Dr. Alan Jones, the center's associate vice chancellor for clinical affairs, said at a press conference Wednesday that hospitals across the state are full and offered this stark warning:

"Since the pandemic began, I think the thing that hospitals have feared the most is just total failure, total failure of the hospital system. And if we track back a week or so when we look at the case positivity rate, the number of new positives that we're seeing, the rate of testing positives and the rate of hospitalizations based on what we are seeing — if we continue that trajectory within the next five to seven to 10 days, I think we're going to see failure of the hospital system in Mississippi."

The University of Mississippi Medical Center system is preparing to construct a field hospital on the bottom floor of a parking garage, as the Mississippi Free Press reported, and has requested federal support to boost its staffing.

Read more from Mississippi Public Broadcasting.

Arkansas sets a new state record for hospitalizations

The state reported 1,376 COVID-19 hospitalizations on Monday, surpassing a record it set in January. Health officials said there were just eight ICU beds available in the state.

Dr. Cam Patterson, chancellor of the University of Arkansas for Medical Sciences, told NPR's Debbie Elliott that the average COVID-19 patient was over 60 a year ago but is now 40. Some 20% of the medical center's patients have been pregnant moms, he added.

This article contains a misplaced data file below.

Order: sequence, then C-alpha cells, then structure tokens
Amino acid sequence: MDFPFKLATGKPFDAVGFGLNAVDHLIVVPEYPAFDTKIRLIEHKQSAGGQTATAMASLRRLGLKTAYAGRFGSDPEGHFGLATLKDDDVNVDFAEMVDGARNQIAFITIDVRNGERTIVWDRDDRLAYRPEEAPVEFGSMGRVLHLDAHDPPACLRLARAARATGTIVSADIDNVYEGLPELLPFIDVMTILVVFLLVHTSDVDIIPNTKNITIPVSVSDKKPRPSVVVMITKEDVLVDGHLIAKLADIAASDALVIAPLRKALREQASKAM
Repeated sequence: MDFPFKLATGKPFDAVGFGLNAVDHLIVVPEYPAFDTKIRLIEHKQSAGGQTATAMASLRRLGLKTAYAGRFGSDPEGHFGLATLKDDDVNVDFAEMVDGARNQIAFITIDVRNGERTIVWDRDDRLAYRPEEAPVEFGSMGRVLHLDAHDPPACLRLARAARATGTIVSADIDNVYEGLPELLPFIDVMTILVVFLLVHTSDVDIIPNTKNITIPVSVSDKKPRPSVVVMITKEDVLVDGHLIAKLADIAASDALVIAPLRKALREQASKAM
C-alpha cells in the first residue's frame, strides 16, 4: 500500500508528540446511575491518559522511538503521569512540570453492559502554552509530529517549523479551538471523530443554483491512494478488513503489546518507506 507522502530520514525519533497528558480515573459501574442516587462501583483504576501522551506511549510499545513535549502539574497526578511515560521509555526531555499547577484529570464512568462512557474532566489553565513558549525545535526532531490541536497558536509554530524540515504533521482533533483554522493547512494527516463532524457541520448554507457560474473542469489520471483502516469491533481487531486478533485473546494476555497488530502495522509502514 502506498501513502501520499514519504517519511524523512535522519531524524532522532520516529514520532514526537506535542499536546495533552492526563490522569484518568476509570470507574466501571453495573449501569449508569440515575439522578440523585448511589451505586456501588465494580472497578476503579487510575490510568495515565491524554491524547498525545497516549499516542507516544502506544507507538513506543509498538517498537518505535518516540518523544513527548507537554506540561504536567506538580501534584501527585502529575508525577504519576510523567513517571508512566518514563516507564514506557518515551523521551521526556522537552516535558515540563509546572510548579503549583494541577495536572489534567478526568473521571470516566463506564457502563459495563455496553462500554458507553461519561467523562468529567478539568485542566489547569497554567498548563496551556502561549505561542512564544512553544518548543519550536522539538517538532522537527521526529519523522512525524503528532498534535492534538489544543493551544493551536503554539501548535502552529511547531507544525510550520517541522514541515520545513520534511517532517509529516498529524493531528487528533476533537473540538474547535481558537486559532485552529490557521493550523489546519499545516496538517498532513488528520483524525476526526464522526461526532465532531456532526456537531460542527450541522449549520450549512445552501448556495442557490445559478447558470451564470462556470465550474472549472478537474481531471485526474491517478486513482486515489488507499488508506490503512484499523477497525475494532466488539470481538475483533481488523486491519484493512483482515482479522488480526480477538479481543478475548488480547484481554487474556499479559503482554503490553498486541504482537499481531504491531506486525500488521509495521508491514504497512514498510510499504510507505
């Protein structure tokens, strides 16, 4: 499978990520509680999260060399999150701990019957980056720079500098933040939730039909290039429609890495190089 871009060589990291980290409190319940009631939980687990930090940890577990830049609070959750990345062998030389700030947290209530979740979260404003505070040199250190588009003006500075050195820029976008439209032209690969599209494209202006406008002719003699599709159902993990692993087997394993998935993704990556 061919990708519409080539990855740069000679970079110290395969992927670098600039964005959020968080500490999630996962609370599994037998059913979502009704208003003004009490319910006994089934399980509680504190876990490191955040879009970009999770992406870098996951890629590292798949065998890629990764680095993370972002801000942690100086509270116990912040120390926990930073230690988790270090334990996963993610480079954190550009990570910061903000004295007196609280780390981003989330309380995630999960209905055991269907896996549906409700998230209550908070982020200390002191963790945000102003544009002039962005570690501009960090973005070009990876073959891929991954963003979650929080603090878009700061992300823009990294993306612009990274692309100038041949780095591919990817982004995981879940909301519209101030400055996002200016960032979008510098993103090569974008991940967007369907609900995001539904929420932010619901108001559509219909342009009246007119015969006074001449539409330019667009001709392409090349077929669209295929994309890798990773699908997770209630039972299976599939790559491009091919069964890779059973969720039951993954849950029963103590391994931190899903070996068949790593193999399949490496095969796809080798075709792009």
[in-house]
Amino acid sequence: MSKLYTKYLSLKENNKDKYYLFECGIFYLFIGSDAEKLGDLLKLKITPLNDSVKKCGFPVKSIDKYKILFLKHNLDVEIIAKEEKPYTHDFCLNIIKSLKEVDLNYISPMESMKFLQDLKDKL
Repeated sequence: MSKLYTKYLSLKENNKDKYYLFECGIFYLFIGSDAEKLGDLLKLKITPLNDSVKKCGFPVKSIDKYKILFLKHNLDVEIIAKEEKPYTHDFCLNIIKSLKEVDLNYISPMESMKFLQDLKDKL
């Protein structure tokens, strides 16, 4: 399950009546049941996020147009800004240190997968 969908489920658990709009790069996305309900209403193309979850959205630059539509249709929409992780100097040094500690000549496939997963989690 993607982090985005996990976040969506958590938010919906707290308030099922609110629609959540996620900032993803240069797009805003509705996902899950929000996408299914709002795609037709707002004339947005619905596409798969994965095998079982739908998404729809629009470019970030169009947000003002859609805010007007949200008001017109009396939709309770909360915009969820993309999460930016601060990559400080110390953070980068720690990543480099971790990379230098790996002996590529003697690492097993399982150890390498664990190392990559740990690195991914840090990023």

He said the situation is exacerbated by nursing shortages and widespread skepticism of the vaccine and health care system generally, which he attributes to multiple causes. He said it's essential to work with community partners to try to boost vaccination rates.

"Frankly, though, at the end of the day, we know that mandates work," Patterson said. "And if we can't have a statewide mandate, then maybe individual industries can do it. And we can do it piece by piece. But you know, getting vaccinated is going to be our off-ramp for COVID-19 here in Arkansas."


This story originally appeared on the Morning Edition live blog.

Copyright 2021 NPR. To see more, visit https://www.npr.org.

Corrected: August 13, 2021 at 12:00 AM EDT
A previous version of this story incorrectly said Arkansas had reported 1,376 new COVID-19 hospitalizations on Monday. In fact, the state reported 1,376 total COVID-19 hospitalizations on that day.